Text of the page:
Take the last account: the article opens with a description of an MP using a video of two armed men gunning down a passenger in a vehicle to proffer his support for a hard Brexit. MP Bernard Jenkins spelled out what may have been implicit in such a metaphor: exclaiming in the Sun that a “Brexit victory would be like winning the Falklands war”. His warnings of impending disaster tell of the terror of annihilation: “Surrender would destroy the Conservative Party … We cannot allow the EU to defeat the British people”. Somewhat similarly, writing in the Daily Telegraph in September, Johnson described Brexit negotiations as “a humiliation. We look like a seven-stone weakling being comically bent out of shape by a 500 lb gorilla.” It is a hallmark of militarism to paint those perceived to be the enemy as an animal, an aggressor, out of control and supposedly in need of some kind of male custodian to contain the threat (women, LGBTQ+ people, and people of colour have long been cast in similar terms).

Johnson’s rhetoric also takes an apocalyptic turn: describing the Irish backstop as “the origin of the disaster”, “a suicide vest wrapped around our constitution” and “a monstrosity that wipes out our sovereignty”. If Johnson’s argument is invested in the fantasy of military masculinity as completely self-sovereign – exerting total mastery over oneself and others – such a dream may be completely unachievable. And rather than a monster or a suicide vest, the Irish Border may in fact be a testament to the messy, interconnected, interdependent histories of the UK and the EU: we simply cannot eradicate the entanglements between “us” and “them”.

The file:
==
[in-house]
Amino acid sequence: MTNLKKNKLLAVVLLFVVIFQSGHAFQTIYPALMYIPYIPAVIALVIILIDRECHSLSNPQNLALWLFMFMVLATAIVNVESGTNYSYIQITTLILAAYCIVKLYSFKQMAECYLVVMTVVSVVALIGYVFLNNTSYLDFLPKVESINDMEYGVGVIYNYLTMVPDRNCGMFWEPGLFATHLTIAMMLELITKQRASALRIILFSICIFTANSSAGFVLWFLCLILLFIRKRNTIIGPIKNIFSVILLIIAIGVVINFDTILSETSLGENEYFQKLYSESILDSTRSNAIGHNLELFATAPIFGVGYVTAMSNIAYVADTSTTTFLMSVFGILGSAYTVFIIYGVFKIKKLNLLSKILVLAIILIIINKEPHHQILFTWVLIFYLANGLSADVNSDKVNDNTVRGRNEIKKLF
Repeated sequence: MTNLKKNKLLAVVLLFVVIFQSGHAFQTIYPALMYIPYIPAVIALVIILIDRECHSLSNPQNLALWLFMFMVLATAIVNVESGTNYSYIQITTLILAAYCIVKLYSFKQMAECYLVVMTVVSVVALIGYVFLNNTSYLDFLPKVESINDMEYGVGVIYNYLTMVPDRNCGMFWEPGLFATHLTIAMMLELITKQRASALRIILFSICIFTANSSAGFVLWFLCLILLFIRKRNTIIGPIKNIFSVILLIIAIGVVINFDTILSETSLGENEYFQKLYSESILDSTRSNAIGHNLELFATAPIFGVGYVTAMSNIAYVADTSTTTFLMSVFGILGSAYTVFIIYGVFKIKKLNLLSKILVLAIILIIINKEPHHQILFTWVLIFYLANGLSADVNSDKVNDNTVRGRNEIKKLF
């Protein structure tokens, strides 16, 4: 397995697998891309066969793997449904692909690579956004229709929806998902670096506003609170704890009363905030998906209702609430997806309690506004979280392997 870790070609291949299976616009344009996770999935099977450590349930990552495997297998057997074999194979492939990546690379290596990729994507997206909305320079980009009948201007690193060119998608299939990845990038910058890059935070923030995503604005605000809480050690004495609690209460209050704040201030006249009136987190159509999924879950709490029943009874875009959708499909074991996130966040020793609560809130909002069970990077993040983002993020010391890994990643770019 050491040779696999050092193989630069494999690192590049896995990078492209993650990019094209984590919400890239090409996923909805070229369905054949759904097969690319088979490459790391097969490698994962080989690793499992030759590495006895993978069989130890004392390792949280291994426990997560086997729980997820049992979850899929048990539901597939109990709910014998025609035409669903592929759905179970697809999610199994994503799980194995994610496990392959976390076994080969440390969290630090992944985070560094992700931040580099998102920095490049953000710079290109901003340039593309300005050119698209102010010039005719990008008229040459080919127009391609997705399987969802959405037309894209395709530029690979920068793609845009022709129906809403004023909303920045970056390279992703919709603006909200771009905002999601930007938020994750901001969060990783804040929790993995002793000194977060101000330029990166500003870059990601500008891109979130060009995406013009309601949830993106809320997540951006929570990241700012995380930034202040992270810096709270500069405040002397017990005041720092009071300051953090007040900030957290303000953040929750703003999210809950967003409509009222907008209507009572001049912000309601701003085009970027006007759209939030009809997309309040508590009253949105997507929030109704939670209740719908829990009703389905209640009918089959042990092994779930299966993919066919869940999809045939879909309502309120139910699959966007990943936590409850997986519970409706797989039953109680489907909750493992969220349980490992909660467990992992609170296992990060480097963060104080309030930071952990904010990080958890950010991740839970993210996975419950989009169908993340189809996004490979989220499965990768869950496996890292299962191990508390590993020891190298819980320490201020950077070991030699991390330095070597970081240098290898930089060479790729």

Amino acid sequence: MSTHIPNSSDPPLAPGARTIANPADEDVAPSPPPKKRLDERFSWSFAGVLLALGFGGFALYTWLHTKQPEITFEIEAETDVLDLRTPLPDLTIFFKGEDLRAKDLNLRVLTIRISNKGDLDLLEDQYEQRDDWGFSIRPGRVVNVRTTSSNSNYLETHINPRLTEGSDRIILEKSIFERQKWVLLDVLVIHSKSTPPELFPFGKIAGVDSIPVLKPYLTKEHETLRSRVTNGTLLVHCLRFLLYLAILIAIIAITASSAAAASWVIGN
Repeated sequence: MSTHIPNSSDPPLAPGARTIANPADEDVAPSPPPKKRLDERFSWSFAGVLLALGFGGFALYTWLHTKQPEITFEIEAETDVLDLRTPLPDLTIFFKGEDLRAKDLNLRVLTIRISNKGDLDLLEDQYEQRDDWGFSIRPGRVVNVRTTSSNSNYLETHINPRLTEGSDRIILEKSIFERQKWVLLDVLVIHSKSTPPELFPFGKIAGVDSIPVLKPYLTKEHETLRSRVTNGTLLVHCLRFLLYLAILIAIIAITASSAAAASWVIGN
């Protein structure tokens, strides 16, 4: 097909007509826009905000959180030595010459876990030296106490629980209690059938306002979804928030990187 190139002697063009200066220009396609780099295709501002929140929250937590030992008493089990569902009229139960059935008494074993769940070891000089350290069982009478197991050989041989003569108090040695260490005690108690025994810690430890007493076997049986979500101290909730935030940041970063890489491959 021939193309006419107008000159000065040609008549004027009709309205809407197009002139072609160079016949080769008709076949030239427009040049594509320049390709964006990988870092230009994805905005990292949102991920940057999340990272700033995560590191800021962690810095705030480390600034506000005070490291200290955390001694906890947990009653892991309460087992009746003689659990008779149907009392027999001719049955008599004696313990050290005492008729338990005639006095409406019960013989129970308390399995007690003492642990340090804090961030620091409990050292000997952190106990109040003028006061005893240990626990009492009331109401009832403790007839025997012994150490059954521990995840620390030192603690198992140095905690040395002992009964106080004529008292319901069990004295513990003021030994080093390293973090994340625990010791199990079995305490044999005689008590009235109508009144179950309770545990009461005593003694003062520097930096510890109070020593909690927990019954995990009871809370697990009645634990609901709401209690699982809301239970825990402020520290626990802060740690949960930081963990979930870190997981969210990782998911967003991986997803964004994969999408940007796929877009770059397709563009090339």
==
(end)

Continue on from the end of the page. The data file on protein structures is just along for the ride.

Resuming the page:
The lesson of the Northern Irish peace process may well be that completely obliterating those seen to be a threat is impossible – one cannot exert absolute control over one’s “enemies”; we have to co-exist and come to terms with the very limits of our desire for mastery. At the Conservative Party conference, Johnson’s speech proclaimed that Chequers was “not taking back control, it is forfeiting control” – while outside the venue Remain protesters held a funeral the next day, exclaiming: “we’ve now lost control”. Leavers and Remainers may both – in different ways, and for different reasons – be feeling powerless in response to Brexit negotiations, and using apocalyptic imagery to articulate their frustration at the process. But rather than call for a military male custodian to restore a sense of “order” – perhaps we can, and must, come to terms with being out of control in a rapidly changing world where the UK is no longer a major player on the global stage.
Edwin Coomasaru is a Postdoctoral Fellow at The Courtauld Institute of Art, researching the gender politics of Brexit’s visual culture